Freeport class of 2013 president Chelsea Campbell, bound for Albright College, delivered a speech to her classmates on the virtues of her favorite sport, golf. Campbell said that golf has taught her patience and sticktoitiveness, and the value of self-improvement.
“My friends have heard it many times before.” she said. “But golf is life.”
Life lessons come in all different forms, as speakers explained to 375 graduates at Freeport High School’s commencement, held Wednesday at Hofstra University.
Joseph Mille, Freeport’s assistant principal for the senior class spoke, can relate to self-improvement. In his speech he explained how he initially was totally content working at Bright Cleaners in Lindenhurst. In August of that year, a graduate school admissions officer from Dowling College named Donna Rode came into the cleaners and befriended Mille. She tried to get him to enroll at Dowling’s education graduate program, but Mille declined several times -- until she offered him $100 to come in for a meeting to discuss registration.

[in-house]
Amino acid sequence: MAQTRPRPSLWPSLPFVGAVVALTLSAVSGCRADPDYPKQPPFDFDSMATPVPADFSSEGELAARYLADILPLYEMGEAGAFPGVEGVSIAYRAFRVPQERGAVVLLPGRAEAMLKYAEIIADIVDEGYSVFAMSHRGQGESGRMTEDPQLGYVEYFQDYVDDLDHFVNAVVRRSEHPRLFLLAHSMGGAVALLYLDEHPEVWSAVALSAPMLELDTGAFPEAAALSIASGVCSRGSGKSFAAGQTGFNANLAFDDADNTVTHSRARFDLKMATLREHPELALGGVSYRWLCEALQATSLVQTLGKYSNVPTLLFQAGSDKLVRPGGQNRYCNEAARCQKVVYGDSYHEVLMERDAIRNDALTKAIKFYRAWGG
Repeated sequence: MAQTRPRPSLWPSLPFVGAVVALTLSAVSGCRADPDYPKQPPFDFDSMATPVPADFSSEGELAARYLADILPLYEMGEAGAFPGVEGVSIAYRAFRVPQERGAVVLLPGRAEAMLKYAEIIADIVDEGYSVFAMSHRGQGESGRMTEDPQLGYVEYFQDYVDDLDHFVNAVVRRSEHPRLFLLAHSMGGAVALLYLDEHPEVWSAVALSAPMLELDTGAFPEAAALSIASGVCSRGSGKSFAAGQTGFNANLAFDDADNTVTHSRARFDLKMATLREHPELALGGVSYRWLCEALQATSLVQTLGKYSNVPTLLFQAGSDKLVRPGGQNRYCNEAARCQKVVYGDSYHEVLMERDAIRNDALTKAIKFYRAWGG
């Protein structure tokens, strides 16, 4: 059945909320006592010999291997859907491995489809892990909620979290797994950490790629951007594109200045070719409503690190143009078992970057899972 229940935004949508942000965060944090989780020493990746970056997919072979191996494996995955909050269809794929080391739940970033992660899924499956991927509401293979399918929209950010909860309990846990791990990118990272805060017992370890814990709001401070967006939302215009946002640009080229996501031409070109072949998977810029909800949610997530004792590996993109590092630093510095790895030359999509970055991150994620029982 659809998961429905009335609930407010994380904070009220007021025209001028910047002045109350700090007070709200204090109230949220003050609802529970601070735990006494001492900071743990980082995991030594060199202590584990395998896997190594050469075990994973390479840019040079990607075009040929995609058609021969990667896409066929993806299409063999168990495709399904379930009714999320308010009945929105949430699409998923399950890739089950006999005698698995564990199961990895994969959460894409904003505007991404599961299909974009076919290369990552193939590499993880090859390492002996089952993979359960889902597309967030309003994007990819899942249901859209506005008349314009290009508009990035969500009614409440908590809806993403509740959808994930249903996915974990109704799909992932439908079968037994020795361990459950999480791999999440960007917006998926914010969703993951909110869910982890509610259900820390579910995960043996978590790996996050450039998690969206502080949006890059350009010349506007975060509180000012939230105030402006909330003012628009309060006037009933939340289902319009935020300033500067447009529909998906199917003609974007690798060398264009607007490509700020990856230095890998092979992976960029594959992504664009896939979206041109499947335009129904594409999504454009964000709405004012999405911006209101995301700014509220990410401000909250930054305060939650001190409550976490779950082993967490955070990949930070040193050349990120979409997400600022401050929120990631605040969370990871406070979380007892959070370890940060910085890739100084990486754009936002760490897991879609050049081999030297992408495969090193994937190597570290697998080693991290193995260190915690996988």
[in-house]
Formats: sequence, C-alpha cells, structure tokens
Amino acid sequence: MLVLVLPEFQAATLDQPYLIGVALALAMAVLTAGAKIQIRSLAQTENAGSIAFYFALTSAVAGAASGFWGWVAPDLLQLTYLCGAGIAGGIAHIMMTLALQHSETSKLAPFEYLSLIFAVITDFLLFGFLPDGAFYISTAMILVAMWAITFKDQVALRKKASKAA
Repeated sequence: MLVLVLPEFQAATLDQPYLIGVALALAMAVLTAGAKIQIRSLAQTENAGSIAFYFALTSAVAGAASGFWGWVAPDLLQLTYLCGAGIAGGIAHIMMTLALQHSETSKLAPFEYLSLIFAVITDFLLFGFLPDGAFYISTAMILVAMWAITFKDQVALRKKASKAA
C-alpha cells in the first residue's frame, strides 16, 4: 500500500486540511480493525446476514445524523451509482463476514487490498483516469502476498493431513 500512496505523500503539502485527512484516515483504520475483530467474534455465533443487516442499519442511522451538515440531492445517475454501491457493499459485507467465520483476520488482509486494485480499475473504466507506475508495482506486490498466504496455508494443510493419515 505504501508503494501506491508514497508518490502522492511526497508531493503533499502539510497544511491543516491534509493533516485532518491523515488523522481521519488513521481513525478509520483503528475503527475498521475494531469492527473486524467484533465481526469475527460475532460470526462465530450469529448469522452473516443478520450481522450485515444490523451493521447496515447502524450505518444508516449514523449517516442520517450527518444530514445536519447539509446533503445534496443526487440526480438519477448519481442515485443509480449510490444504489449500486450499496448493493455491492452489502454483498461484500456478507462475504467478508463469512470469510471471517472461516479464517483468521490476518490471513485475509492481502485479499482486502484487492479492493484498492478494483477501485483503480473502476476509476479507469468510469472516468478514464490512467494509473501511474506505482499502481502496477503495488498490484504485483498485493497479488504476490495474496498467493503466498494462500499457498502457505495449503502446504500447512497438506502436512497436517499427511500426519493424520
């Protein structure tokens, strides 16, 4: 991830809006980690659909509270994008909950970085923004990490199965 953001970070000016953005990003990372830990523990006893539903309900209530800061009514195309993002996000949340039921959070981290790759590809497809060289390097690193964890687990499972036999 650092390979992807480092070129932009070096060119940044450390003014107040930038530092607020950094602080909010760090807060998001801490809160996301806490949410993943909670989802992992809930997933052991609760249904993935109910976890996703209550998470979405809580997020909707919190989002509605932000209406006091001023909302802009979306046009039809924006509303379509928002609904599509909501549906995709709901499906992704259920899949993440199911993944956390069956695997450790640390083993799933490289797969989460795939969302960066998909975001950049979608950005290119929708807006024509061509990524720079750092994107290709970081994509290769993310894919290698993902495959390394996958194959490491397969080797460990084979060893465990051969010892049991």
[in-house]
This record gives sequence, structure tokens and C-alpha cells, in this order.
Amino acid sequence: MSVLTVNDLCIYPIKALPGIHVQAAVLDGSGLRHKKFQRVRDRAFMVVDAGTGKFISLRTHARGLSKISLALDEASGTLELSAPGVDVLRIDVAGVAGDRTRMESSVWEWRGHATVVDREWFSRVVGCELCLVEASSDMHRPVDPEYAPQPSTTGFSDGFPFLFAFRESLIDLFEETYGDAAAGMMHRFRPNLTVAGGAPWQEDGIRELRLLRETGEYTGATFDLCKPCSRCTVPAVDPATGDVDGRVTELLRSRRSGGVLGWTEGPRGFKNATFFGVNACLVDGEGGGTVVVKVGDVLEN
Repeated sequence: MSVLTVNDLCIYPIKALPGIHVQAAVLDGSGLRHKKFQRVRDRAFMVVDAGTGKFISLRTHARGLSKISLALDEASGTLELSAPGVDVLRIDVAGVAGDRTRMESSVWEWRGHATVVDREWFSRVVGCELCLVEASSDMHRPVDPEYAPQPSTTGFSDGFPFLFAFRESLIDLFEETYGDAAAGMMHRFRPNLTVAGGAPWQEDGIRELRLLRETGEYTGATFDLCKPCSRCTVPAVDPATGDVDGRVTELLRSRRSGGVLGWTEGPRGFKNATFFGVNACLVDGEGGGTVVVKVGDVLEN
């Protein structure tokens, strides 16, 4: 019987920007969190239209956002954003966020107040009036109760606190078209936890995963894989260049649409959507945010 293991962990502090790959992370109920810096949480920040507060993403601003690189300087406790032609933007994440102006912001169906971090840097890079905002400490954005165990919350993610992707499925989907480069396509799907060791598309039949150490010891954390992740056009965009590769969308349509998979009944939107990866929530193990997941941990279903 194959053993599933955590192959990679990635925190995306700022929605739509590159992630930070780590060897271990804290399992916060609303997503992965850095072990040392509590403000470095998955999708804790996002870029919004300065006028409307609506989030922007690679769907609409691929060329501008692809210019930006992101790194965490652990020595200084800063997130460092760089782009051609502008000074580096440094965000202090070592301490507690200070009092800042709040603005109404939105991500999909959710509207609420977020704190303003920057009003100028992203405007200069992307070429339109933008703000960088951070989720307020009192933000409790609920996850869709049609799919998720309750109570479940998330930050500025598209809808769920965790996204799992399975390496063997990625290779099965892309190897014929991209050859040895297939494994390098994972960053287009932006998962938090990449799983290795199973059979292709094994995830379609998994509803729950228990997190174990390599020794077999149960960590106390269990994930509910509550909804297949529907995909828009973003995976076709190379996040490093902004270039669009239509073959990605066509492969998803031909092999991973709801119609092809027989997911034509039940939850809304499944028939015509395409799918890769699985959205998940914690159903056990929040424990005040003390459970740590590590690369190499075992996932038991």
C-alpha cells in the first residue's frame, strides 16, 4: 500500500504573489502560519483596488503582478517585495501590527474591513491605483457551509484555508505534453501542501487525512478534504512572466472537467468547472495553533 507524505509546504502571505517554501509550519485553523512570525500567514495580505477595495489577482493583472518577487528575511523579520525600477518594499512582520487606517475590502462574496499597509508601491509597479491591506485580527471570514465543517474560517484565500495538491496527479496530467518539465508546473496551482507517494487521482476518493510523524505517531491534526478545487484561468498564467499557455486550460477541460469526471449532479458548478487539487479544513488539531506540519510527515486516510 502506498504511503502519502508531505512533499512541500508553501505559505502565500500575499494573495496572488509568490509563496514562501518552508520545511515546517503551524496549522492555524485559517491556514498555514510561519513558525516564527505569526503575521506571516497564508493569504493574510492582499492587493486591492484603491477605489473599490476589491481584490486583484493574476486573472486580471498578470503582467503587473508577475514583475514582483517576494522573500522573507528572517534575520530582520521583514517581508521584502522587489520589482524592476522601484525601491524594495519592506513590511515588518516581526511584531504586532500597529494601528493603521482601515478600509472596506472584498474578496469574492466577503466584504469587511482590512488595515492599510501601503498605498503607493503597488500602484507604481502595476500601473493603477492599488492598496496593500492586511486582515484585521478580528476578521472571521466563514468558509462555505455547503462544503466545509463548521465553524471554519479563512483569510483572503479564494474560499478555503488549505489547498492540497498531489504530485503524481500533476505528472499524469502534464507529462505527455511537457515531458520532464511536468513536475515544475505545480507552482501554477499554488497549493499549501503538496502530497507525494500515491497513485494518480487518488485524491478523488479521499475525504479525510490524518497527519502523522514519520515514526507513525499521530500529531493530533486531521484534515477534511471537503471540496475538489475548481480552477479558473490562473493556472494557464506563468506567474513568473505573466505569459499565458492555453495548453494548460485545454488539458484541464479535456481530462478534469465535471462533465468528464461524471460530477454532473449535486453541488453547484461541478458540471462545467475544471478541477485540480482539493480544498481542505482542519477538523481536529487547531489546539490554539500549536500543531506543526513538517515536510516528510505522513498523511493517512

Mille ended up enrolling at Dowling after the meeting, but didn’t forget about the money he was promised.
“Look at the bill,” Mille recalled of Rode answering his question about the money. “I knocked $100 off the tuition.”
Freeport’s valedictorian, Elizabeth Mulé, dared her classmates to pursue excellence and not to second-guess themselves when opportunities present themselves.
“Remember your beginnings, but don’t be afraid to go to new places,” said Mulé, who will attend Massachusetts Institute of Technology next fall and had a solo in the Freeport Select Chorale’s rendition of "Seasons of Love" from the musical “Rent” just minutes before her speech.
Bianca Molina, the class salutatorian set to attend the University of Pennsylvania, asked her fellow graduates to trust in themselves as they move on to the next stages of their lives.
“We must believe that our dreams are worth pursuing in order to achieve them,” she said.
But Mille also reminded graduates that futures will always be tied to their past.
“A friend once told me that once Freeport is in your blood; you can never get it out of you,” Mille told the graduates. “That is absolutely true. This is now my second home, and you are my second family.”